After hours of gridlock, Democrats reached a deal they believe clears the way to pass the plan, securing Manchin’s support after Biden himself intervened.
Activity in the Senate ground to a halt amid a holdup over unemployment benefits, with Manchin being pulled in two directions — by Republicans who attempted to win him over on a proposal they had crafted and by the White House. The dispute was a sign of the centrist Democrat’s power in the 50-50 Senate, where Democrats control the narrowest possible majority, and an example of how a single senator can derail the President’s agenda.
The day started after Democrats and the White House reached their own last-minute agreement.
Democrats cut a deal on Friday morning in order to head off a competing amendment by Republican Sen. Rob Portman of Ohio, whose plan to extend $300 in weekly jobless benefits might have gotten enough votes to amend the underlying Covid relief bill. So Democrats decided to pare back their own jobless benefits, from $400 in the current bill to $300 per week — and sweeten the pot, allowing people to deduct the first $10,200 from their taxes.
Yet that sweetener only soured Manchin, who had not signed off on the deal before it was announced, prompting a frantic scramble behind the scenes to secure his support after he balked at the proposal.
After hours of negotiation, Senate Democrats later offered — and passed — an amendment to extend the enhanced unemployment insurance program through September 6 at a rate of $300 per week as part of an agreement that Manchin accepted.
The agreement will make the first $10,200 in benefits nontaxable and includes a provision that the West Virginia Democrat secured to ensure that the benefit applies only to households making less than $150,000.
In the end, Manchin also secured a deal where the jobless benefits will expire roughly a month earlier than they would have under the deal cut Friday morning. Under that agreement, benefits would have been extended through September.
Manchin released a statement on the deal Friday evening, saying, “We have reached a compromise that enables the economy to rebound quickly while also protecting those receiving unemployment benefits from being hit with unexpected tax bills next year.”
White House press secretary Jen Psaki said in a statement Friday evening that Biden “supports the compromise agreement, and is grateful to all the Senators who worked so hard to reach this outcome.”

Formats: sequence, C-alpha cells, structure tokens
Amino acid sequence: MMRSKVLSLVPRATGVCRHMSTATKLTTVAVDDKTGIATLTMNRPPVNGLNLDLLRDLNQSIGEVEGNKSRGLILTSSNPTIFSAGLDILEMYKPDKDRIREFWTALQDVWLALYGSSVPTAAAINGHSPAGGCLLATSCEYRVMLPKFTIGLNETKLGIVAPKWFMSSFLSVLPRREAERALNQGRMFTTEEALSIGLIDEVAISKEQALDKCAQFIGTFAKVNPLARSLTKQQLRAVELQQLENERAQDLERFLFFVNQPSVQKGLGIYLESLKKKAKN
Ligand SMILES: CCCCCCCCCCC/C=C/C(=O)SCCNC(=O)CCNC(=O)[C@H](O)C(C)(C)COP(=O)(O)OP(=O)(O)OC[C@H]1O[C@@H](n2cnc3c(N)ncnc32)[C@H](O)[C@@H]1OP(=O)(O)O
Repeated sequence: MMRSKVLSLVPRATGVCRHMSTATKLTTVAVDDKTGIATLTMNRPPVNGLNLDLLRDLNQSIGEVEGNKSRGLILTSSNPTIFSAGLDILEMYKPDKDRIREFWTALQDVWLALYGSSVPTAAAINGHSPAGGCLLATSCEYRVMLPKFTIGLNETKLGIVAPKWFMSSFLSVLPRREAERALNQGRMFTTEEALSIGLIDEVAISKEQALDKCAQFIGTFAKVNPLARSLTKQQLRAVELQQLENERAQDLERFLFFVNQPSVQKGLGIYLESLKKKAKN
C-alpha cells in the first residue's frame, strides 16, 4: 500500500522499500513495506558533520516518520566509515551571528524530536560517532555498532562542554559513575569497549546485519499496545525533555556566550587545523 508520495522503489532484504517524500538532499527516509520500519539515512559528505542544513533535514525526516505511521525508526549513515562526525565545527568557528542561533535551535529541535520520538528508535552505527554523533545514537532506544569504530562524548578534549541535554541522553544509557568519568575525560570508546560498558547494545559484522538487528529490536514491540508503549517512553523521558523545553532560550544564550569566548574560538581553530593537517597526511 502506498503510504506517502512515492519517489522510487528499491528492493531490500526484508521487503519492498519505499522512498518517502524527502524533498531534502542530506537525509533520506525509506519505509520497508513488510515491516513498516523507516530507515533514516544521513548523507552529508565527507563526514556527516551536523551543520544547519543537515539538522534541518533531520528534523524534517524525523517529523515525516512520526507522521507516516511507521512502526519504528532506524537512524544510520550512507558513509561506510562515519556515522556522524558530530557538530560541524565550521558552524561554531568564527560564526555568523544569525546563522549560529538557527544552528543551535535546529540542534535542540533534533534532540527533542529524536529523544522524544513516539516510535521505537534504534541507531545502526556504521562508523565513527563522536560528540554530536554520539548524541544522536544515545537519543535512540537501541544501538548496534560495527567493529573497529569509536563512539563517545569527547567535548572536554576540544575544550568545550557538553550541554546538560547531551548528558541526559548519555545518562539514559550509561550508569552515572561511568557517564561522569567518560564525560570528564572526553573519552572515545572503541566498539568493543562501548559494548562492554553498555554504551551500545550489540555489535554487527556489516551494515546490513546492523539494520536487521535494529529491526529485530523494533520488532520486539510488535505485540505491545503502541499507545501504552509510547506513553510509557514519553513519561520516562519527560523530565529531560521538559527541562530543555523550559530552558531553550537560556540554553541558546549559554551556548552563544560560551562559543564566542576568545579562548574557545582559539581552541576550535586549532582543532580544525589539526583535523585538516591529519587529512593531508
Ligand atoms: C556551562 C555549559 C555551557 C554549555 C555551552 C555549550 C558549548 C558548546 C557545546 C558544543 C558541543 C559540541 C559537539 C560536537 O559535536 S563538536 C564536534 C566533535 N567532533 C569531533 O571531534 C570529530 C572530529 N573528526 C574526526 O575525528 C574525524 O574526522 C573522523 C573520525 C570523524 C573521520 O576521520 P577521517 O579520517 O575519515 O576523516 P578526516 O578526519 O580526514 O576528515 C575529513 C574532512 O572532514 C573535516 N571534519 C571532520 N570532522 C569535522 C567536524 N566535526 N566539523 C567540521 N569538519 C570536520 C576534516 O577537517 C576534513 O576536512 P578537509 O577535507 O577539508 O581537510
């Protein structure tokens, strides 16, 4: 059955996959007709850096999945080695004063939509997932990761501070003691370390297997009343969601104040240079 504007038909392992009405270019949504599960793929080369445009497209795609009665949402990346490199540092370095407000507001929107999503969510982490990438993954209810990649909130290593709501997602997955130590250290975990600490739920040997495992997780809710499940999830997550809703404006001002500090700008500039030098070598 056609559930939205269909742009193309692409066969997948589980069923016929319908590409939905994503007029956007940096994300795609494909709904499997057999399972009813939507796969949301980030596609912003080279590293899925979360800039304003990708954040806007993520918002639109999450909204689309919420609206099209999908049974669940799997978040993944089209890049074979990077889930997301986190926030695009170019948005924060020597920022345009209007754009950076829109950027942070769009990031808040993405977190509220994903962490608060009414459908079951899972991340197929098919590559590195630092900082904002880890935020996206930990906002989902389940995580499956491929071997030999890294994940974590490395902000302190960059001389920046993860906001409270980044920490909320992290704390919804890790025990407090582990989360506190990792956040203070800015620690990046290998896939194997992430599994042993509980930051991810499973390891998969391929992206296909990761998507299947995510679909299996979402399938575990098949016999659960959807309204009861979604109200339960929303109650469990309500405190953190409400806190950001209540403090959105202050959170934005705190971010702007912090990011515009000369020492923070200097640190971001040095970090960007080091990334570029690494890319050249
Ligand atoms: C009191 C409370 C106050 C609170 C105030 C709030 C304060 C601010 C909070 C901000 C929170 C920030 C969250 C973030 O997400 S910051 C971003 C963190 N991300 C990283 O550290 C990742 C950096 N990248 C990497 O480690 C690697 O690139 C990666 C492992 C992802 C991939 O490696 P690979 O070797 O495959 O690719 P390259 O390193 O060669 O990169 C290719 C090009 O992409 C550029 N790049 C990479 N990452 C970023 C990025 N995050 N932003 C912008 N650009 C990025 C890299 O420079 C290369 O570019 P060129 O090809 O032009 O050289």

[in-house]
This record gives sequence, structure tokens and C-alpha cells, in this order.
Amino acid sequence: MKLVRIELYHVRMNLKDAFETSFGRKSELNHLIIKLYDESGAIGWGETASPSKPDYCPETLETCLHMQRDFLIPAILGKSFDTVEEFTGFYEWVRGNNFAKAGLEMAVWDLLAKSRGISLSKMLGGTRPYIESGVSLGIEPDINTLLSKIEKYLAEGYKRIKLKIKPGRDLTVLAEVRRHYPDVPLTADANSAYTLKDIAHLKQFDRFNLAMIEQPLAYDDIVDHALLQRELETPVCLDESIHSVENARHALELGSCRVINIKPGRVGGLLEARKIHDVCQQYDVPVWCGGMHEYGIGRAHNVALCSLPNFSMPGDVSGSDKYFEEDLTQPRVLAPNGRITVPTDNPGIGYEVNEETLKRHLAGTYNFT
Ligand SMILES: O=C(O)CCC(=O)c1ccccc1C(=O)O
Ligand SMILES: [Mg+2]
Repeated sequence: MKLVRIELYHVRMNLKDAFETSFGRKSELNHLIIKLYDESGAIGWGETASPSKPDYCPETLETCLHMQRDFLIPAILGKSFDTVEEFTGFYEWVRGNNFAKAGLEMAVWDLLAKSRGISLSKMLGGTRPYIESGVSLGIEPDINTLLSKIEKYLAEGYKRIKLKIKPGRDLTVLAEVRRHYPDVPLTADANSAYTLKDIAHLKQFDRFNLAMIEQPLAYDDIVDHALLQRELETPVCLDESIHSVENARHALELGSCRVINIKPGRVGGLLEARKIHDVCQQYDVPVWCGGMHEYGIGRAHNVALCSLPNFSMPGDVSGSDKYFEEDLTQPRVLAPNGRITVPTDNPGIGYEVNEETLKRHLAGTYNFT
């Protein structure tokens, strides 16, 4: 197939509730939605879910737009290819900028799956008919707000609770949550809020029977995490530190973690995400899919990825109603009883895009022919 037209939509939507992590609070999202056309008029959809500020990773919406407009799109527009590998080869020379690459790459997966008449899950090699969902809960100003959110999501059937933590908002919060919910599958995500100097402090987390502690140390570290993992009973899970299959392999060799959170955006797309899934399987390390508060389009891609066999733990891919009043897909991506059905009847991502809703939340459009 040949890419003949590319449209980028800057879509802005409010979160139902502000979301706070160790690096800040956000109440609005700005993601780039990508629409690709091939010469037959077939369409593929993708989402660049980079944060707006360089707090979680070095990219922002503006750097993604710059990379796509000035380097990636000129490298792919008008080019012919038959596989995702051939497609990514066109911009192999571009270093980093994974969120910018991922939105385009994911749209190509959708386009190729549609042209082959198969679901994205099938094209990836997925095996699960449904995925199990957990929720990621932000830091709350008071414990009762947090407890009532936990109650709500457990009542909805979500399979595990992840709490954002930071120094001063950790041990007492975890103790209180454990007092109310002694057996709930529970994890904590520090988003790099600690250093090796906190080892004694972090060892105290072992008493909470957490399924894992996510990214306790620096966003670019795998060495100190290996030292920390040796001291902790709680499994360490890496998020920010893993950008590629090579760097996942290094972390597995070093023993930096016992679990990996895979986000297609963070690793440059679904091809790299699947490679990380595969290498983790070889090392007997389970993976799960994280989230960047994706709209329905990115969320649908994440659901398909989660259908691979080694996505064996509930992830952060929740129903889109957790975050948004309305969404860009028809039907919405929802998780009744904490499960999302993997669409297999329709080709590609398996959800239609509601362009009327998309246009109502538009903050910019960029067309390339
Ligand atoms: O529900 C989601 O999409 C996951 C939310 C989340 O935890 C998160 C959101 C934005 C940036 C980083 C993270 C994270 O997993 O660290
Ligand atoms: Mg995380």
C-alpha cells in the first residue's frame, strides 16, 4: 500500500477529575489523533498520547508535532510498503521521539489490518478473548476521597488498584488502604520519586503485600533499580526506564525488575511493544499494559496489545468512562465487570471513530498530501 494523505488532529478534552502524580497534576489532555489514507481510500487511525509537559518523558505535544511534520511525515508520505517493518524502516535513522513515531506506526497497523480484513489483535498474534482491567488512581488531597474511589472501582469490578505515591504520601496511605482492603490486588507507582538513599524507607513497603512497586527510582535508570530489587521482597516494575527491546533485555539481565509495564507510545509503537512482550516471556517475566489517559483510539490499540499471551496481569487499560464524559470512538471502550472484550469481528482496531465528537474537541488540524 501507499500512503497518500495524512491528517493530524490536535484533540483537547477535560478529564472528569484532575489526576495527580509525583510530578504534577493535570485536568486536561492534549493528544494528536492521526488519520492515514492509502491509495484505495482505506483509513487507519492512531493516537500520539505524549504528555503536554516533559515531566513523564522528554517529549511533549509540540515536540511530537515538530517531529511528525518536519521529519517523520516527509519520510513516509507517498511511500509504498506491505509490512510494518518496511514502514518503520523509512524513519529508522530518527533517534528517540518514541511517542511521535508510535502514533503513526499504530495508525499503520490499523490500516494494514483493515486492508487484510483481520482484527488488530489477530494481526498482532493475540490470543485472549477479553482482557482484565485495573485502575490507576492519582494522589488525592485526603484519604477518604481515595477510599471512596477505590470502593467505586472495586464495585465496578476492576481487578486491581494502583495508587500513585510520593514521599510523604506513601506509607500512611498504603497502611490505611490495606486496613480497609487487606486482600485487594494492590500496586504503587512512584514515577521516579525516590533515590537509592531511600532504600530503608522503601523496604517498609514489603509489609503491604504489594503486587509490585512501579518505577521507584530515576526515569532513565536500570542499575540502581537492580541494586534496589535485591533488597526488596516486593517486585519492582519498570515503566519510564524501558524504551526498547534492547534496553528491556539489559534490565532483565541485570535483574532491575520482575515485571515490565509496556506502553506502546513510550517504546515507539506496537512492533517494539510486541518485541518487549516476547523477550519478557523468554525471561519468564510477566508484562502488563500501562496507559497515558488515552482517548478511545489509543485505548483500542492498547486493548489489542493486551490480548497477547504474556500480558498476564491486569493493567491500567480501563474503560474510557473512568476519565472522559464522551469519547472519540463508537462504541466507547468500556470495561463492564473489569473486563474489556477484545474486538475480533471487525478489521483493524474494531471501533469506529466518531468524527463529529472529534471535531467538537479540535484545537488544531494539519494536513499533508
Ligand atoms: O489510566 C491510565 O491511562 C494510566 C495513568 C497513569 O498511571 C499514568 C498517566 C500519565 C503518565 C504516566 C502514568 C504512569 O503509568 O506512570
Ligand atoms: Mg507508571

The Senate is now undertaking a series of politically tough amendment votes that will stretch into Saturday, the last major hurdle senators face before voting on Biden’s top legislative priority.
The first amendment vote — on a measure to raise the minimum wage to $15 a hour, introduced by Vermont Sen. Bernie Sanders — was an early test of party unity.
Eight senators in the Democratic conference — Jon Tester of Montana, Kyrsten Sinema of Arizona, Manchin, Angus King of Maine, Jeanne Shaheen and Maggie Hassan of New Hampshire, and Chris Coons and Tom Carper of Delaware — opposed the minimum wage amendment, along with every Republican senator.
The measure failed with the gavel finally going down on the first amendment vote of the vote-a-rama, 11 hours and 50 minutes after it began, making it the longest roll call vote in recent Senate history. The Democratic negotiations over the unemployment benefits had held up the marathon vote series, keeping the vote open for an extended period of time.
Democrats then rejected a Republican motion to adjourn late Friday, banking that Republicans will grow weary and won’t offer as many amendments.
Early Saturday, the Senate adopted Portman’s plan to extend weekly jobless benefits at $300 through July 18.
Manchin also voted for the GOP proposal, but the Democrats’ alternative plan, which was adopted early Saturday morning, will supersede the Portman amendment.
Votes follow overnight reading
Under the protocols surrounding the bill, the Senate had up to 20 hours for debate, followed by the vote-a-rama. However, following the conclusion of the bill’s reading around 2 a.m. ET Friday, Democratic Sen. Chris Van Hollen of Maryland rose to ask for a unanimous agreement that the Senate come back at 9 a.m. ET and when they did, only three hours of debate be had before they moved to the vote-a-rama. Because no Republican stood in the chamber and objected , the motion was agreed to, chopping off 17 possible more hours of debate time.
Senate Majority Leader Chuck Schumer, a New York Democrat, criticized Republican tactics to slow down the process and on Friday thanked the Senate floor staff for the nearly 11 hours of reading the bill, calling them “the unsung heroes of this place.”
Given the changes the Senate has made to the bill, it will have to go back to the House of Representatives for another vote next week before it can proceed to Biden’s desk to be signed into law.
This story and headline have been updated with additional developments Saturday.
CNN’s Ali Zaslav, Annie Grayer, Lauren Fox and Ryan Nobles contributed to this report.